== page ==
All grants are money for college, free and clear. So pull out the stops and investigate the following sources for college grants. You might be very happy you did when you get your college bill!
If you have an above average financial need, you will probably be eligible for grants. Since they don't have to be repaid, they are just about the most desirable form of college aid.
The big player in the federal grant scene is the generously funded Pell Grant, intended for families with exceptional financial need. You apply for a Pell (and other federal grants) by submitting a Free Application for Federal Student Aid (FAFSA). To keep most federal grants, you must maintain "satisfactory academic progress," which the government defines as a C average. Here are some specifics about the two federal grants with the most resources for undergraduates.
Pell Grants. The maximum award for the Pell Grant for the 2012–2013 award year (July 1, 2012–June 30, 2013) is $5,550 and the minimum is $555. How much you can get depends on your Expected Family Contribution (EFC), your costs to attend school, and whether you are a full-time or part-time student.
FSEOGs. Colleges award Federal Supplemental Educational Opportunity Grants (FSEOGs) to students with the lowest EFCs. Priority is given to students who are also eligible for Pell Grants. Grants range from $100 to $4,000 and are awarded by the college based on the availability of FSEOG funds. Not all colleges participate in the program. The amount students receive is at the discretion of the college's financial aid office.
Many states offer their own grant programs for needy students. You must be a state resident and, in most cases, go to a state-supported public college (not required in California). Such grants may be guaranteed to students with a certain grade point average or class ranking in high school. They may also be earmarked for certain expenses, such as fees, books, and supplies. In some states you apply by simply filling out the FAFSA. Other states have separate applications, usually available through the college's financial aid office. Find out your state's application deadline, which may be different than the college's own financial aid deadline.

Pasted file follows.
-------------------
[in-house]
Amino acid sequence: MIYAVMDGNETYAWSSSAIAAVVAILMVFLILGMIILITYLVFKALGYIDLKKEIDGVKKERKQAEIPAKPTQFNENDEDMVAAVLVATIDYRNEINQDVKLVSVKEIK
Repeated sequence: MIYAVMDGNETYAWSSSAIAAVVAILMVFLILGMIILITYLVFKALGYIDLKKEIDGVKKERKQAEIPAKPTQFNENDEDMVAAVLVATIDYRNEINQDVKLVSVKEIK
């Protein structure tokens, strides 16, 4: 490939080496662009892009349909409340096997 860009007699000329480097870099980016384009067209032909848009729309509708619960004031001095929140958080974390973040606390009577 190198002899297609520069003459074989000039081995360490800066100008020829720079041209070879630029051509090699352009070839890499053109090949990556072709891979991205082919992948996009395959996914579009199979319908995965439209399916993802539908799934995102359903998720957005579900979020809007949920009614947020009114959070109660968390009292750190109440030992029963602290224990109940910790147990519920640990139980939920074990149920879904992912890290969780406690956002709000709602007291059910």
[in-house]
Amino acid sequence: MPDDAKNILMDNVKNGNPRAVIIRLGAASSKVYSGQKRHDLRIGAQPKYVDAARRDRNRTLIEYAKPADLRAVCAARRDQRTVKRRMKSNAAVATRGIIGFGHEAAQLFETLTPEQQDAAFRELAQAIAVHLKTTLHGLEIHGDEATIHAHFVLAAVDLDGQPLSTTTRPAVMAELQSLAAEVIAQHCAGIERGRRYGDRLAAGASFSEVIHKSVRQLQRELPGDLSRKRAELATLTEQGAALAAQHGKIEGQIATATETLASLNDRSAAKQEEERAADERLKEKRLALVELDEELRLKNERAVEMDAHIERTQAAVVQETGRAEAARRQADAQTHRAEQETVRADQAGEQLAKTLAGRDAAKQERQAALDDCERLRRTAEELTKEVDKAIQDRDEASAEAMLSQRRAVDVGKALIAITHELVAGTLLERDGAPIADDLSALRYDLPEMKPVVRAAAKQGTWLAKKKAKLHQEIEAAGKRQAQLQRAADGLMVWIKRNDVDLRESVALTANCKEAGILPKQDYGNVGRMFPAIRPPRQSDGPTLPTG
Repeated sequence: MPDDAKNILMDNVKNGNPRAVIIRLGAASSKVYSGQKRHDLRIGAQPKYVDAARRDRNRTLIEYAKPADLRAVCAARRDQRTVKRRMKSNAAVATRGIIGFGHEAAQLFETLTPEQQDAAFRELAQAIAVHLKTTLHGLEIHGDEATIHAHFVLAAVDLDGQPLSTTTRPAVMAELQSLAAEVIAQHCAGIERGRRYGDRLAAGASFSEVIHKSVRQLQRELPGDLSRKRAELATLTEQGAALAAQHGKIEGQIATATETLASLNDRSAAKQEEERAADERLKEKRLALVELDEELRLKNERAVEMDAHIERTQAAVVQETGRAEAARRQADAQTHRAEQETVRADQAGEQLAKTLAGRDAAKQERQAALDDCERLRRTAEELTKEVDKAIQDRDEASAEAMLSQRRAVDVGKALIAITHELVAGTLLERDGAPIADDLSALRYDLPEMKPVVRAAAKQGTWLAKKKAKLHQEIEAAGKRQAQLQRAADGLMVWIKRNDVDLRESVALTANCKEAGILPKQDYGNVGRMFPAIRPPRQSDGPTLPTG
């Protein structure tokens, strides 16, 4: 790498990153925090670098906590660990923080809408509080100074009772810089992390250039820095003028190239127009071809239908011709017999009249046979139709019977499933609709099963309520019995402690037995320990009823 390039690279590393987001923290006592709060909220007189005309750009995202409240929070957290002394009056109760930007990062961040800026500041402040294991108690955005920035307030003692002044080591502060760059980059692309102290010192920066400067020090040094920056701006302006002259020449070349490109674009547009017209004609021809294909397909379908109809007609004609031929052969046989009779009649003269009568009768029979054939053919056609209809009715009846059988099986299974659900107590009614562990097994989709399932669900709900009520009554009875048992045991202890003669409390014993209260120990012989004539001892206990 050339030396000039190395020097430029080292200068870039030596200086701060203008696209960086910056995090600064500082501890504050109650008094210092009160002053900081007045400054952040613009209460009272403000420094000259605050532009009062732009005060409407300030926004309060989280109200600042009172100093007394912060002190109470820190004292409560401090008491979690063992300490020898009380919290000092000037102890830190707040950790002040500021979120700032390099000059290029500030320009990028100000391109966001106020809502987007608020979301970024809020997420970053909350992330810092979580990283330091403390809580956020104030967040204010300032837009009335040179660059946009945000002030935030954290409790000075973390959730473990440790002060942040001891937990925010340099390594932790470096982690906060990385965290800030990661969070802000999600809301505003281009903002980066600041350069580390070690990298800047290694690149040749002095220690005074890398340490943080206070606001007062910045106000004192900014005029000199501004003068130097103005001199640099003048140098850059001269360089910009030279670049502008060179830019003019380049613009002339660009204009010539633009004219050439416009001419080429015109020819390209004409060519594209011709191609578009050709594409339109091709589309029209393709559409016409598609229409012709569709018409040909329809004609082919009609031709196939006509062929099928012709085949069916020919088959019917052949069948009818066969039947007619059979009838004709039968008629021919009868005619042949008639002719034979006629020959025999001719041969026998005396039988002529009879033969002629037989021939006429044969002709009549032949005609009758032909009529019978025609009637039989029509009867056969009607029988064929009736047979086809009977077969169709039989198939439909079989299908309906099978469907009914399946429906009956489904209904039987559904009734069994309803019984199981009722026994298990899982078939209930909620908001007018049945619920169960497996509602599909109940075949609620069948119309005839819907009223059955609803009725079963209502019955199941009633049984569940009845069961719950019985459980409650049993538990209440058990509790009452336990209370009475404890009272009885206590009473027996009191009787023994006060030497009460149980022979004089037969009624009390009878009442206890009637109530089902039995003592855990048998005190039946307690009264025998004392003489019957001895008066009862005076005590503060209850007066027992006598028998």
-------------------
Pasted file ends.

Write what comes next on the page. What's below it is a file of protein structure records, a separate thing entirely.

School-Based and Private Grants
Most colleges, especially private colleges, award grants out of their own funds. While financial need is the basic criteria for grants, colleges can adjust grant amounts based on the student's academic qualifications or other factors. Check with your college to find out the application process, if any. The best way to qualify for generous college-based grants is to be the kind of student the college wants to enroll.
Finally, government agencies, private organizations, companies, associations, foundations, and individuals also provide funding for grants. Similar to scholarships, they may be administered by the college or by the organization itself. Unlike scholarships, financial need is almost always a requirement. You can find such grants by searching online and by using CollegeData's Scholarship Finder.
Note: Financial information provided on this site is of a general nature and may not apply to your situation. Contact a financial or tax advisor before acting on such information.